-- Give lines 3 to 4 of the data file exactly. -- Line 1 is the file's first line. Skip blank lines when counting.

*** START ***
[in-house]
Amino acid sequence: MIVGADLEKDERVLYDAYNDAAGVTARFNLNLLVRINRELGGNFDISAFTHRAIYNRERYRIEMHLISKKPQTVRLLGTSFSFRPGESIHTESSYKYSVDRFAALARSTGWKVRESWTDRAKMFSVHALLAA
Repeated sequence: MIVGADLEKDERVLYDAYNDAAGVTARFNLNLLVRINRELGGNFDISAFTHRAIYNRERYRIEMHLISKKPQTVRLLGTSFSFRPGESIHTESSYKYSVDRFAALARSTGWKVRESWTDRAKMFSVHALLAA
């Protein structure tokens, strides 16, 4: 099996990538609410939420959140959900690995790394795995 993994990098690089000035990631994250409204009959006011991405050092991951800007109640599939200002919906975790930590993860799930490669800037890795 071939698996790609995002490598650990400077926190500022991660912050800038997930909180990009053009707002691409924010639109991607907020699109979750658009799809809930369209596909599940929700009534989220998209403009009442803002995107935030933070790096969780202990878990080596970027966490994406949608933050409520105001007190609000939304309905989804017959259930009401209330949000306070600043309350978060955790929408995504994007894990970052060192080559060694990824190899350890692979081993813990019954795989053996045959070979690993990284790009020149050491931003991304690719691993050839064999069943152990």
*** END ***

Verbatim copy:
Repeated sequence: MIVGADLEKDERVLYDAYNDAAGVTARFNLNLLVRINRELGGNFDISAFTHRAIYNRERYRIEMHLISKKPQTVRLLGTSFSFRPGESIHTESSYKYSVDRFAALARSTGWKVRESWTDRAKMFSVHALLAA
């Protein structure tokens, strides 16, 4: 099996990538609410939420959140959900690995790394795995 993994990098690089000035990631994250409204009959006011991405050092991951800007109640599939200002919906975790930590993860799930490669800037890795 071939698996790609995002490598650990400077926190500022991660912050800038997930909180990009053009707002691409924010639109991607907020699109979750658009799809809930369209596909599940929700009534989220998209403009009442803002995107935030933070790096969780202990878990080596970027966490994406949608933050409520105001007190609000939304309905989804017959259930009401209330949000306070600043309350978060955790929408995504994007894990970052060192080559060694990824190899350890692979081993813990019954795989053996045959070979690993990284790009020149050491931003991304690719691993050839064999069943152990």